ZENDAYA: (As Anne Wheeler, singing) It feels impossible.

ZAC EFRON: (As Phillip Carlyle, singing) It's not impossible.

ZENDAYA: (As Anne Wheeler, singing) Is it impossible?

EFRON AND ZENDAYA: (As Phillip Carlyle and Anne Wheeler, singing) Say that it's possible.

CHANG: If only we could all fall in love on a trapeze. I mean, this does make me kind of want to wear a leotard right now.

HARVILLA: That's what I'm saying. Absolutely.

CHANG: (Laughter).

HARVILLA: No, I mean, that's a great moment in the film. Like, just the sight of two young, beautiful people falling in love on a trapeze is pretty enormously appealing, you know, when you're sitting in a movie theater on a Thursday afternoon or whatever, you know? And the song itself is kind of a little bit of John Legend. It's a little bit of Jason Derulo. Again, it's a sort of hybrid of various really popular artists and songs you've heard before. But yeah. In that moment, it's just - the same feeling you get off, you know, a great romantic comedy.

CHANG: Then there's "Never Enough."


CHANG: It's lip-synced by Rebecca Ferguson, but Loren Allred from "The Voice" is the actual singer.


LOREN ALLRED: (Singing) Never, never. Never, never. Never for me, for me.

CHANG: I was, like, feeling it. I am so there with her. I don't even know what she's singing about because I have not watched this movie.

HARVILLA: Right. That's the big Adele moment. I do - I have to tell you honestly, like, the day after I saw the movie, I went to the chiropractor. And I put this song on repeat all the way home from the chiropractor.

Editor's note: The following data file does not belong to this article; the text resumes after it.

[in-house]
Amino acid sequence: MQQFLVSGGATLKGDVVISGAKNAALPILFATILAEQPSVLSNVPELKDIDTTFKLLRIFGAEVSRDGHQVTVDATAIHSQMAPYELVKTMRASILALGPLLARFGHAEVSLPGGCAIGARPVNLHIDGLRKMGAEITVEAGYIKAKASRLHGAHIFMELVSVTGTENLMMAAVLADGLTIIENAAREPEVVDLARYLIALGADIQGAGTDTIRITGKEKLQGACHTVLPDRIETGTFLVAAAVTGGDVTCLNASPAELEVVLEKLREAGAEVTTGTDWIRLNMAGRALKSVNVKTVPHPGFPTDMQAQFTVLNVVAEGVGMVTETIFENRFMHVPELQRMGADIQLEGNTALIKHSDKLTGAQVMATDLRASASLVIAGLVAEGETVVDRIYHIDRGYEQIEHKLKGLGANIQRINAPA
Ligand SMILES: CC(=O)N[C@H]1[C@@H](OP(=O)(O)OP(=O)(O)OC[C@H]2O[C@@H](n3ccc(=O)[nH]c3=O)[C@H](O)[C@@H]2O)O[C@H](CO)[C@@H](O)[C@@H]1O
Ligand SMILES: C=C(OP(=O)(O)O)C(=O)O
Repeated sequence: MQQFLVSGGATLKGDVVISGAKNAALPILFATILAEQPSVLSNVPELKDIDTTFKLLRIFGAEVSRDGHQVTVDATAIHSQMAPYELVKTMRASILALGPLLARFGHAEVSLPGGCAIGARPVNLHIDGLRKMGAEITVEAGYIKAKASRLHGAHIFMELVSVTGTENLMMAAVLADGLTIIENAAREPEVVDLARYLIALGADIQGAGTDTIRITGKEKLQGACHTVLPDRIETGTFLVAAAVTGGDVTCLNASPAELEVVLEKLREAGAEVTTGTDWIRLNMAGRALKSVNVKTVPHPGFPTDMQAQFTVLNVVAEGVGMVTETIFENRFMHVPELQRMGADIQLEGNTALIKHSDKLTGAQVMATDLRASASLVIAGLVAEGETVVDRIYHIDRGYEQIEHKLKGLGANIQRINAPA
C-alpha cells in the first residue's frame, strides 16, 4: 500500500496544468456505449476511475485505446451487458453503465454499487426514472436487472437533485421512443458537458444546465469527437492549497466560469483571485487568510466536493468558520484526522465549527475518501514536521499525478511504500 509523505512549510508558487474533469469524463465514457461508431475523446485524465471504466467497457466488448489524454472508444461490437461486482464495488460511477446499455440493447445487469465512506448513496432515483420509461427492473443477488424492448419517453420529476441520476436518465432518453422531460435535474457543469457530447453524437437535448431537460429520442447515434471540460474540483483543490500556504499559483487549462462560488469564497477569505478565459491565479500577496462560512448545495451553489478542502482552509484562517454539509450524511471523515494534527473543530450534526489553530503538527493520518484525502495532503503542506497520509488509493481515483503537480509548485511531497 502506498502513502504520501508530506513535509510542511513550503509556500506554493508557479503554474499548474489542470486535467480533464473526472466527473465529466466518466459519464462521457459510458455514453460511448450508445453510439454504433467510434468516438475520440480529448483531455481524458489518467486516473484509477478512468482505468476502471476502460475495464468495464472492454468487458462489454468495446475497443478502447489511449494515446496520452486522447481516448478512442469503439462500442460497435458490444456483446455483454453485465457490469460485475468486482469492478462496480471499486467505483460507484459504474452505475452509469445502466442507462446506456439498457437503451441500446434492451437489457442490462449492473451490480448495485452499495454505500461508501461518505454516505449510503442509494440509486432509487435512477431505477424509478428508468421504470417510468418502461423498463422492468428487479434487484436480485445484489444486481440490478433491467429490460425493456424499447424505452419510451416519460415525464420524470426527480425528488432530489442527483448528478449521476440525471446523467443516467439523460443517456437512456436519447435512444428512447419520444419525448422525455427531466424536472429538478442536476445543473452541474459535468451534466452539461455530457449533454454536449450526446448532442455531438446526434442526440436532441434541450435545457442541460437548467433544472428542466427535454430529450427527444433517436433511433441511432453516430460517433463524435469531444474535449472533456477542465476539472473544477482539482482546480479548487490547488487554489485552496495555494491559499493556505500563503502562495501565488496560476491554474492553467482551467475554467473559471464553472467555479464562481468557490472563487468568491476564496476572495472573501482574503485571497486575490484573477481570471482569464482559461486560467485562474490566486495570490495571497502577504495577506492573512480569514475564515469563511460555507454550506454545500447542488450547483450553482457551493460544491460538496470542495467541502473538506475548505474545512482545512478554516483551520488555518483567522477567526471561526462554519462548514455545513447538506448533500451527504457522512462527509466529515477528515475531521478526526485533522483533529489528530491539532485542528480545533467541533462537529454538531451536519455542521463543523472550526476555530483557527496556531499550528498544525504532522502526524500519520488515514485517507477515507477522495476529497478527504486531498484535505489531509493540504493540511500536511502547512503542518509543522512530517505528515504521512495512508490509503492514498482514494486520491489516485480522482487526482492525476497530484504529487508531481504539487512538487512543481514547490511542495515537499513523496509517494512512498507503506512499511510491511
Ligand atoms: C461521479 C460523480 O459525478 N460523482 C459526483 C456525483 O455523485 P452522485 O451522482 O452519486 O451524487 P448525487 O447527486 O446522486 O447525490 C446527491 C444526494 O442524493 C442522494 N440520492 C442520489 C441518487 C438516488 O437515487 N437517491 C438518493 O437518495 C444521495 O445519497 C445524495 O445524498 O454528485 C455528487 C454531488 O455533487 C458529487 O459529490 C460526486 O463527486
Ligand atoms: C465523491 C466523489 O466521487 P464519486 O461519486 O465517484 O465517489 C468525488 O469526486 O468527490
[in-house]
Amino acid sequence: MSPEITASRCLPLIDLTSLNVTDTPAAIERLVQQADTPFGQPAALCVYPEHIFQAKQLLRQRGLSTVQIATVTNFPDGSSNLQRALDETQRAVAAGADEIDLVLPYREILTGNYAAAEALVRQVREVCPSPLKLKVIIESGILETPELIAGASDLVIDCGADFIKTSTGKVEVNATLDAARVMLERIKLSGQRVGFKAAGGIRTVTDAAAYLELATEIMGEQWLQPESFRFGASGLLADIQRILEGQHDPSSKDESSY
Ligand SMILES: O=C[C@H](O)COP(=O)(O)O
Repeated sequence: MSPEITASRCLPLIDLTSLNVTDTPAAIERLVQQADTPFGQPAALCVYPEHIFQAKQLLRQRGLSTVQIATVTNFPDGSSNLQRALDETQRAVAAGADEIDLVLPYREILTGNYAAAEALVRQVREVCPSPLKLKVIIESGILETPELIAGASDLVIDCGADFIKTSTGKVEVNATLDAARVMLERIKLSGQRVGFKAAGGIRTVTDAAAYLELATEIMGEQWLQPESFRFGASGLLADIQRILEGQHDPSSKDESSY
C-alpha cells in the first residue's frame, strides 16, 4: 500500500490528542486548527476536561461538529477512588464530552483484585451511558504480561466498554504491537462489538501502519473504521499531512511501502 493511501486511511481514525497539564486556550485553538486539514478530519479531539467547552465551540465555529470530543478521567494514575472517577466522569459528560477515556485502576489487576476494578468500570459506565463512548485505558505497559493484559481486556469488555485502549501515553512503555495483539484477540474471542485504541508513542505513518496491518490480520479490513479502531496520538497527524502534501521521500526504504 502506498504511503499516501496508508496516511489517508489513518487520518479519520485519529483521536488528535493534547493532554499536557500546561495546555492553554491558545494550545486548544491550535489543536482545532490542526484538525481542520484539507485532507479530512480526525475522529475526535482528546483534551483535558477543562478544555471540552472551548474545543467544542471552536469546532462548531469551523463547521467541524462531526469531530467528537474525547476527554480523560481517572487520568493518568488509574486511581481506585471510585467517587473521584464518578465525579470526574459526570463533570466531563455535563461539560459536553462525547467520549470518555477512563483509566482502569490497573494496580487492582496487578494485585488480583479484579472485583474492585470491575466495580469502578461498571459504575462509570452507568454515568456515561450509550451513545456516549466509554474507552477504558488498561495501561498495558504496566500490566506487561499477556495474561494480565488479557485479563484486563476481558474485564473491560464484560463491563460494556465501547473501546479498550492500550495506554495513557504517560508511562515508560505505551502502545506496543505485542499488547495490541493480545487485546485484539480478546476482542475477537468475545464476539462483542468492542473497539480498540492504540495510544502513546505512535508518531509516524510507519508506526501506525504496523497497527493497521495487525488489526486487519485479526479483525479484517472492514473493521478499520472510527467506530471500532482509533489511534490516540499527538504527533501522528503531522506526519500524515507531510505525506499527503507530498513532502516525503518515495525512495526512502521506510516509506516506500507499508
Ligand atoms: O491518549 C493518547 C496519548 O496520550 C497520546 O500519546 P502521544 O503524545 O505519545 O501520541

CHANG: (Laughter).

HARVILLA: Like, I just - I listened to it, like, 10 times.

CHANG: (Laughter).

HARVILLA: Yes, it's very soothing. And I was perfectly aligned, you know, emotionally and physically by the end of that car ride.

CHANG: I feel like I don't hear movie soundtracks topping the charts anymore like this has. I remember, like, "The Bodyguard" and "Top Gun."


CHANG: Those were huge when I was growing up. Why is that?

HARVILLA: You're absolutely right that that's fallen out of favor. And, like, I talk to people about that. And some people said, like, I think audiences are too sophisticated anymore. Like, you can't just drop a pop song in the middle of, like, a dog fight. You know, like, you're going to get laughed off the screen. So that's why a lot of the big musicals tend to be kids' movies...

CHANG: Yeah.

HARVILLA: ...You know, "Frozen," "Moana," whatever. Like, that's - you know, where there isn't so much of a pressure to be, like, super cool.

CHANG: Yeah, maybe we aren't too cool for school. Like, maybe "The Greatest Showman" is telling us that.

HARVILLA: (Laughter).

CHANG: We're still pretty cheesy.

HARVILLA: If uncool is actually cool, then that's right on time, as far as I'm concerned.

CHANG: (Laughter) That's Rob Harvilla, a music reviewer for The Ringer. Thank you very much for joining us.

HARVILLA: Oh, thanks so much for having me. I really appreciate it.


JACKMAN: (As P.T. Barnum, singing) From now on...

ENSEMBLE: (Singing) And we will come back home. Transcript provided by NPR, Copyright NPR.

Ailsa Chang is an award-winning journalist who hosts All Things Considered along with Ari Shapiro, Audie Cornish, and Mary Louise Kelly. She landed in public radio after practicing law for a few years.